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World J Ophthalmol. Aug 12, 2014; 4(3): 75-81
Published online Aug 12, 2014. doi: 10.5318/wjo.v4.i3.75
Preoperative intravitreal bevacizumab and silicone oil tamponade for vitrectomy in diabetic retinopathy
Magno Antônio Ferreira, Raquel Eustáquio Alves Ferreira, Nayara Souza Silva, Holhos Uberlandia Eye Hospital and UFU Federal University Of Uberlandia, Daniel Fonseca 38400-328, Brazil
Magno Antônio Ferreira, Raquel Eustáquio Alves Ferreira, Department of Ophthalmology UFU and Holhos, the Retina and Vitreous Service of Holhos and UFU, Daniel Fonseca 38400-328, Brazil
Nayara Souza Silva, Holhos Uberlandia Eye Hospital, Retina and Vitreous Service of Holhos and UFU, Daniel Fonseca 38400-328, Brazil
Author contributions: Ferreira MA performed all the surgeries and wrote the article; Ferreira REA and Siva NS reviewed all the charts and assisted in data analysis and statistics.
Correspondence to: Magno Antônio Ferreira, Chief, Department of Ophthalmology UFU and Holhos, the Retina and Vitreous Service of Holhos and UFU, Av. Marcos De Freitas Costa 855, Daniel Fonseca 38400-328, Brazil. email@example.com
Telephone: +55-34-32579100 Fax: +55-34-32579100
Received: April 29, 2014
Revised: June 23, 2014
Accepted: June 27, 2014
Published online: August 12, 2014
AIM: To evaluate the outcomes and complications of vitrectomy for diabetic retinopathy using preoperative bevacizumab and silicone oil (SO) tamponade.
METHODS: Eighty-four eyes (64 patients) that underwent vitrectomy to treat severe proliferative diabetic retinopathy were enrolled in this retrospective, interventional, serial case study. All patients provided signed informed consent preoperatively and the off-label use of bevacizumab was discussed with the patients and confirmed in the signed consent forms. Bevacizumab injections and SO tamponades were used in all cases and intraoperative complications, postoperative complications and postoperative outcomes were analyzed. The primary outcome was the occurrence of intraoperative and postoperative bleeding during and after vitrectomy and SO removal. The secondary outcomes were other complications that occurred during the two surgeries, the surgical time and the postoperative best-corrected visual acuity (BCVA) in logMAR scale compared with the preoperative BCVA in logMAR. The statistical analysis was performed with GraphPad Prism 5 (GraphPad Software, La Jolla, CA) using a column analysis (column statistics and frequency distribution) for the noncomparative analysis and a paired t-test for the comparative study; P < 0.05 indicated statistical significance.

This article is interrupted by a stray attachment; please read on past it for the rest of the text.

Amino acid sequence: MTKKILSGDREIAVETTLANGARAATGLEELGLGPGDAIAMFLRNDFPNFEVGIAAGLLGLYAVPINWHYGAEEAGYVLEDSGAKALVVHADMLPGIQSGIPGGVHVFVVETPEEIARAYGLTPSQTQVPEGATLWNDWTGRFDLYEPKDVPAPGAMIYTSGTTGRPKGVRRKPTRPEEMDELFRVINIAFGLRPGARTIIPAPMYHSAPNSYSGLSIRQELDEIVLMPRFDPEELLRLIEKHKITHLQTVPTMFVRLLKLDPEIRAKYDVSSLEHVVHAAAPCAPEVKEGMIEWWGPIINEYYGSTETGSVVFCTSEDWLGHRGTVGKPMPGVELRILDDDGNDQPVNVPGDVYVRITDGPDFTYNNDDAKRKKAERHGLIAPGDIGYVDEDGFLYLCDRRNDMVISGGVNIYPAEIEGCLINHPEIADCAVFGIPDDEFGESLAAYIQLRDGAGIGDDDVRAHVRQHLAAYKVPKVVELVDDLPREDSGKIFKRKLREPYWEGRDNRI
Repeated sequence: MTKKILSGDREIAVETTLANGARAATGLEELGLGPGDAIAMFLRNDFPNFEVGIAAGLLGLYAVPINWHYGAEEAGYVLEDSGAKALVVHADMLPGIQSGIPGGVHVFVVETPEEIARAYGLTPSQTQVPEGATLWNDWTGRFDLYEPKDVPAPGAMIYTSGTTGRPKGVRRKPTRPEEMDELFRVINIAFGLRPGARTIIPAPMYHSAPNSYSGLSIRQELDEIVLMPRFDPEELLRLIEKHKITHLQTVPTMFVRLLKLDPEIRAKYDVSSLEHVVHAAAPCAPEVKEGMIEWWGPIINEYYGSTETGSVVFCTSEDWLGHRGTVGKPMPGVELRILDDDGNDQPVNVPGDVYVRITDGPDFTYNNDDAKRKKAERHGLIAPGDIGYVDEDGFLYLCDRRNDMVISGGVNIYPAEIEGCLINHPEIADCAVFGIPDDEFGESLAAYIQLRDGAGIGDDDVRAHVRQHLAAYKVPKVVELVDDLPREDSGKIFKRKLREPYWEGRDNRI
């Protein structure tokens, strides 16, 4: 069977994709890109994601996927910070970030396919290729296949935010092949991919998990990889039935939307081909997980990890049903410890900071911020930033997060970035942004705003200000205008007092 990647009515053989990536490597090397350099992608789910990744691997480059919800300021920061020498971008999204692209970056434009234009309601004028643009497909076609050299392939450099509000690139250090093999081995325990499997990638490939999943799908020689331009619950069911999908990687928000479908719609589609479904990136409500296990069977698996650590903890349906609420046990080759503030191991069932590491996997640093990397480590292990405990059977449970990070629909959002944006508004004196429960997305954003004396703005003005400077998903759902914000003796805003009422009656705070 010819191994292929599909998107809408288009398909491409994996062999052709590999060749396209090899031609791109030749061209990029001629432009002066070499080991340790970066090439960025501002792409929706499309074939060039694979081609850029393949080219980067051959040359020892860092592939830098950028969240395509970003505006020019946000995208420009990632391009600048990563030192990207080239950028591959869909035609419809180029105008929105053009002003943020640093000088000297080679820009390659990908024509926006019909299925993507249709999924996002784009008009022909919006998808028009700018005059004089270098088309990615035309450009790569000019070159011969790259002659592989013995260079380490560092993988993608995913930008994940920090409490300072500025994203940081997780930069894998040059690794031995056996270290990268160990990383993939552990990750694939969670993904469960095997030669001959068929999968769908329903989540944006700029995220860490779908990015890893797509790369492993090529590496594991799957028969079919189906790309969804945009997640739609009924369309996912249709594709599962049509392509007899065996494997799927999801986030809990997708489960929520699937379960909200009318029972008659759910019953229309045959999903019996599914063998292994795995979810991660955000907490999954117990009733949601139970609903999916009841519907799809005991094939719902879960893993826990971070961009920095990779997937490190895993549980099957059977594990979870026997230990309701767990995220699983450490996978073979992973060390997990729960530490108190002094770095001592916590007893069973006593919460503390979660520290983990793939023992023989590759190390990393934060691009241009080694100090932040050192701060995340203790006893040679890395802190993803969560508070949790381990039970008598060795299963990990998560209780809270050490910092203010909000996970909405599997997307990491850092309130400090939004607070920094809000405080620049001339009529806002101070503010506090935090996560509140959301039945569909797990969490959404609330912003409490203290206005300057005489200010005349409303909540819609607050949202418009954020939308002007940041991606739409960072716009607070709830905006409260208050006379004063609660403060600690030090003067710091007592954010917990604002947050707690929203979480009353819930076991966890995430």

RESULTS: Eighty-four eyes of 64 patients were included in the study. Of the 88 eyes initially recruited, 4 eyes (0.45%) developed phthisis bulbi and were excluded from the statistical analysis. Bevacizumab was injected between 1 and 10 d before surgery, with a mean of 3.7 ± 2.2 d. Forty-six eyes (54.8%) had no complications during the surgery; 6 eyes (7.1%) had vitreous hemorrhage; 21 (25%) had a single retinal tear; 7 (8.3%) had two or more retinal tears, one of which was in the posterior pole, temporal to the fovea; 2 (2.4%) had retinal tears associated with hemorrhage; 1 (1.2%) had choroidal detachment; and 1 eye (1.2%) had dialysis in the temporal entrance of the trocar. After the surgery and SO removal, 60 eyes (71.4%) had no complications, 8 (9.5%) had vitreous hemorrhage, 2 (2.4%) had a macular hole, 2 (2.4%) had an epiretinal membrane, 7 (8.3%) had rhegmatogenous retinal detachment, 2 (2.4%) had neovascular glaucoma, 2 (2.4%) had a corneal trophic ulcer, and 1 (1.2%) had central venous occlusion. The surgical time ranged from 40 to 120 min, with a mean of 77.8 ± 20.7 min. The final status of the lens was 34 phakic eyes (40.5%) and 24 pseudophakic eyes (28.5%); in 26 eyes (31%), the lens was extracted via phacoemulsification combined with vitrectomy or SO removal. The preoperative BCVA in logMAR ranged from 0.1 to 3.0, with a mean of 1.6 ± 0.9; the postoperative BCVA in logMAR ranged from 0.0 to 3.0, with a mean of 0.9 ± 0.7; the preoperative and postoperative BCVA values were significantly different (P < 0.0001).
CONCLUSION: Bevacizumab may diminish intraoperative and postoperative bleeding, thus possibly facilitating intraoperative maneuvers, diminishing the complications and playing a role in the final outcomes of these eyes.
Core tip: Our findings are in agreement with previously published reports of the importance of intravitreal bevacizumab (IVB) injections in severe or complex cases of diabetic retinal detachment. These very difficult cases, when performed without the use of IVB, have high rates of intraoperative and postoperative bleeding and a worse final outcome. The strengths of our work include the average follow-up period of 33.90 ± 22.97 mo (range: 6-84 mo) and the number of eyes (84) subjected to surgery during this period. The weaknesses of our study are that it was retrospective and lacked a control group.